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A&M Central Texas adds ultraviolet lights to air systems to kill COVID-19

Texas A&M Central Texas
Posted at 5:44 PM, Oct 12, 2020
and last updated 2020-10-12 18:44:19-04

Like most universities across the country, A&M Central Texas have had positive COVID cases since the return to in-person learning.

In addition to their current sanitation measures, they are adding UV lights to the air conditioning systems to kill COVID-19 and other airborne irritants.

From the very start, the Beck Family Heritage Hall had UV lights built in the plans.

The idea seemed a little ahead of its time but now in the coronavirus era it almost feels like a necessity.

Hydro-static sprayers, sanitation stations, and now UV lights all working together to minimize the risk of catching COVID on campus.

“It protects our faculty our staff and our students by killing the virus before I can get to them. When the air comes into the building it goes through the air handler goes out and before it goes out, we’re killing the virus,” said Sean Kelly.

It was an ongoing plan to install UV lighting in all buildings on campus, but Sean Kelly A&M Central Texas Risk Management and Safety Officer, says the threat of COVID just sped the process up.

Mold, bacteria and other irritants floating through the air will be instantly destroyed.

“Anything that’s airborne coming into the building coming through the building into the air handler system it’s going to get killed before it goes out into the classrooms the offices so it’s a win-win," Kelly said.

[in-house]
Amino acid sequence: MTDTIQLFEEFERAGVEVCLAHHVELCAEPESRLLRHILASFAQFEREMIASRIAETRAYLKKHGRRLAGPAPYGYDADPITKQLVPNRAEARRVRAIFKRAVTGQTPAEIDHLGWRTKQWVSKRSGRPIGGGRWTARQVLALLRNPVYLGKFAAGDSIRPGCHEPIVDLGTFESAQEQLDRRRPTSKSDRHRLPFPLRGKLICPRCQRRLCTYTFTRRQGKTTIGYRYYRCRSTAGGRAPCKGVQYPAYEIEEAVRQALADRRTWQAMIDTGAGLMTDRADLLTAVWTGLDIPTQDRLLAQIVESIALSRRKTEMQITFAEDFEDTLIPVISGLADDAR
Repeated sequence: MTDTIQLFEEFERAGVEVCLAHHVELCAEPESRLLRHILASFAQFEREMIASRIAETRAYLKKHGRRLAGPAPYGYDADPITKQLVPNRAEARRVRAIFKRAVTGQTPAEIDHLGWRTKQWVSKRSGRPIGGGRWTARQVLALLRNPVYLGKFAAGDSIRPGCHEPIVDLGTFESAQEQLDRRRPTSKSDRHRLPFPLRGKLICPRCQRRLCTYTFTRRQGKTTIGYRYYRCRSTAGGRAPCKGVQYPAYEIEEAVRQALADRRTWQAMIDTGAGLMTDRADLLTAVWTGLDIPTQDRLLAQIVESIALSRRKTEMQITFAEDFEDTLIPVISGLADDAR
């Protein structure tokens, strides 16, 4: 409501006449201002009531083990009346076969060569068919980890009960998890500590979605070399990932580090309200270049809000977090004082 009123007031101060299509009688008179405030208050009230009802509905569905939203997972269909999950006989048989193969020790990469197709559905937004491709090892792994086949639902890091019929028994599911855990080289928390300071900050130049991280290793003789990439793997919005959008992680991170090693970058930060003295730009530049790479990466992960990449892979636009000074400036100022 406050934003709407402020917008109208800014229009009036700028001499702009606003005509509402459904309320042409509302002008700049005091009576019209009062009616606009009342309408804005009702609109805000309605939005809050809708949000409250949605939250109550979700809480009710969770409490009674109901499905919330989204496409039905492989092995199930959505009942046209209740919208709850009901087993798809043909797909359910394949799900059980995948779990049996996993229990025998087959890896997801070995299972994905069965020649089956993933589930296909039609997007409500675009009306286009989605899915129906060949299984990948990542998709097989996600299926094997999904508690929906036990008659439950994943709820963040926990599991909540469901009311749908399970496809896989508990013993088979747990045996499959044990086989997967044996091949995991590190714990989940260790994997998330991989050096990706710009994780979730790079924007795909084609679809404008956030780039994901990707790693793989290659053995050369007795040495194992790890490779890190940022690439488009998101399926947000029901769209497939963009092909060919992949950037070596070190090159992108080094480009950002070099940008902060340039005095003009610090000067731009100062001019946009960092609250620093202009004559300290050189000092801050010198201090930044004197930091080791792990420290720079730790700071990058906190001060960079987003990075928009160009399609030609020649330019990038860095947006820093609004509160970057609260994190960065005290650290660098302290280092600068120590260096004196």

“UV light will kill any living cell anything that’s going through the air-stream will be killed by the UV light,” said Ted Renolds.

For over two decades, Ted Renolds, A&M Central Texas' Facility Director, has been working with H-Vac systems.

He says UV lighting is so powerful they have to wear protective gear to prevent injury to the eyes or skin, but the risk is worth the reward.

“This type of system you can buy for your home you can buy for industrial I personally recommend this for all schools because it will help keep the colds and the flu down and now, we have COVID-19 which is going to get rid of that too,” said Reynolds.

The instillation can be time consuming and costly, but Kelly says it worth it to ensure the health of student's staff and faculty.

“We had one potential risk they ended up not getting anybody else infected so we’ve been pretty safe and we’ve been pretty lucky so far we just wanted to add another measure of protection so we can continue to say safe," Kelly said.

It takes about 3 to 4 days per floor for the lights to be installed. So, in about three weeks, the UV lights will also be up and running in the other two buildings here on campus Founders and Warrior Hall.